The council’s waste management officer was consulted on this application. They raised concerns that the proposed bin store doors did not open 180 degrees and that it was not clear that collection crew would have to walk less than 20m to collect the bins. Amended plans showed doors opening 180 degrees and moved the bin store to sit beside the driveway. The waste management officer confirmed that the revised store and its siting would provide sufficient space for the storage of waste and safe and convenient access for collection. The storage of bins within a secure store will also reduce the likelihood of vermin being attracted, odour being produced and loose storage of bins being unsightly. A condition is recommended requiring this bin store to be provided prior to first use and retained. With this condition attached it is held that the application accords with policy DP28.



Flood risk/drainage

Policy CP42 of LPP1 seeks to minimise the risk and impact of flooding by directing new development to areas with the lowest probability of flooding, ensuring that all new development addresses the effective management of all sources of flood risk and does not increase the risk of flooding elsewhere.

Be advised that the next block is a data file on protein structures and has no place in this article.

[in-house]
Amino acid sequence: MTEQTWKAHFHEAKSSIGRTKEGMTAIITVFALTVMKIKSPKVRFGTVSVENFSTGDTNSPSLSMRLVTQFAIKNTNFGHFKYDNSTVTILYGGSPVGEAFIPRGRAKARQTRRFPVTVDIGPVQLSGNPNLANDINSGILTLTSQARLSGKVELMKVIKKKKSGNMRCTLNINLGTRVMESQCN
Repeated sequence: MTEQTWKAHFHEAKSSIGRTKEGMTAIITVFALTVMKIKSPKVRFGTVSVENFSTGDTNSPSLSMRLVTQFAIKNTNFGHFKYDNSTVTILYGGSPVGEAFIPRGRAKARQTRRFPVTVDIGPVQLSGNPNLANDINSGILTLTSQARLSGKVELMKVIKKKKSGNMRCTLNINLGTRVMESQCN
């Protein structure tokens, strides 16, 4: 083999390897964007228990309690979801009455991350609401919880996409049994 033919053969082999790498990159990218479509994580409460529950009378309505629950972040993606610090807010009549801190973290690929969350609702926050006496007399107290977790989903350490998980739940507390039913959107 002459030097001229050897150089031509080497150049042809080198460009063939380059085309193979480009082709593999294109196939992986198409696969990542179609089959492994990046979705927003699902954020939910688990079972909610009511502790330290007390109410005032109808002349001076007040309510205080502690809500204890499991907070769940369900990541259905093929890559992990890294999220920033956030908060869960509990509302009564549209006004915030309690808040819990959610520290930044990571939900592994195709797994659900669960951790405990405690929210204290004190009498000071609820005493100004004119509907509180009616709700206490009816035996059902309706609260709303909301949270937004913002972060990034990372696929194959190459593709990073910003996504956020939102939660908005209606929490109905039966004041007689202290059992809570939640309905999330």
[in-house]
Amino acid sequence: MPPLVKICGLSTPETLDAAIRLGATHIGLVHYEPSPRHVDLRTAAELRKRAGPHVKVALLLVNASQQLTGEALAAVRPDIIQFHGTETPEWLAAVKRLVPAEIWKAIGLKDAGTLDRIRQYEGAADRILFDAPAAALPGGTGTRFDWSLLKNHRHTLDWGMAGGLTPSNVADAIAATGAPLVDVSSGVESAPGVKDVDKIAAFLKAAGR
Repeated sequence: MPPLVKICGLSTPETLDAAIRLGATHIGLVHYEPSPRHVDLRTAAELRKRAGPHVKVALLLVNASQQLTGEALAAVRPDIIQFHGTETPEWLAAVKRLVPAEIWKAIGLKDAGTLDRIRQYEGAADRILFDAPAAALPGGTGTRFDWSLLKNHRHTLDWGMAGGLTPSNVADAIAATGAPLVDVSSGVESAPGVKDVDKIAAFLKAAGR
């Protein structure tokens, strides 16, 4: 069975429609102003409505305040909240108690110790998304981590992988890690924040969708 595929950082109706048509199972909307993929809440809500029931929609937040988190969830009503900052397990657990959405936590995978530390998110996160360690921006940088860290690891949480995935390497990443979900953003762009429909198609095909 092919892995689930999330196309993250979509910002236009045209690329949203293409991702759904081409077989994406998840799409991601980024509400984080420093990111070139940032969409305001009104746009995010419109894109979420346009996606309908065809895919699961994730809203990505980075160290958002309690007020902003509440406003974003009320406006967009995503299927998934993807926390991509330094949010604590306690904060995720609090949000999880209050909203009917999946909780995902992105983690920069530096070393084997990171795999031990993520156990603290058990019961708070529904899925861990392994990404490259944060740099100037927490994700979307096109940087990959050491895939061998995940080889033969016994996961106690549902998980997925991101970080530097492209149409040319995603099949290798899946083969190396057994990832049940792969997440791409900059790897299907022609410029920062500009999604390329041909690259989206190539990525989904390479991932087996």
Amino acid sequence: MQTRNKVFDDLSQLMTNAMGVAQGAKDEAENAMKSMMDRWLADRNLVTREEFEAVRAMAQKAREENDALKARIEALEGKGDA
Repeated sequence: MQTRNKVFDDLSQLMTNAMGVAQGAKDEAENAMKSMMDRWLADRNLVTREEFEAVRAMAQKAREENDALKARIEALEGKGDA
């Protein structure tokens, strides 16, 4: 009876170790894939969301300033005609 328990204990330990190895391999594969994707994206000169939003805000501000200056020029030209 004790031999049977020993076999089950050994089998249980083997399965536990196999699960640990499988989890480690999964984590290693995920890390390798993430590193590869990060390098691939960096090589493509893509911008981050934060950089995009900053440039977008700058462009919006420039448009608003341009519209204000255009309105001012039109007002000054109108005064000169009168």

The site is within Flood Zone 1, so it is unlikely to be at risk from flooding. The council’s drainage engineer was consulted on the application, and they have requested a surface water drainage scheme via condition. This is necessary and reasonable to ensure that the development does not increase flood risk elsewhere and hence it is recommended. With the recommended condition attached the application is considered to accord with policy CP42.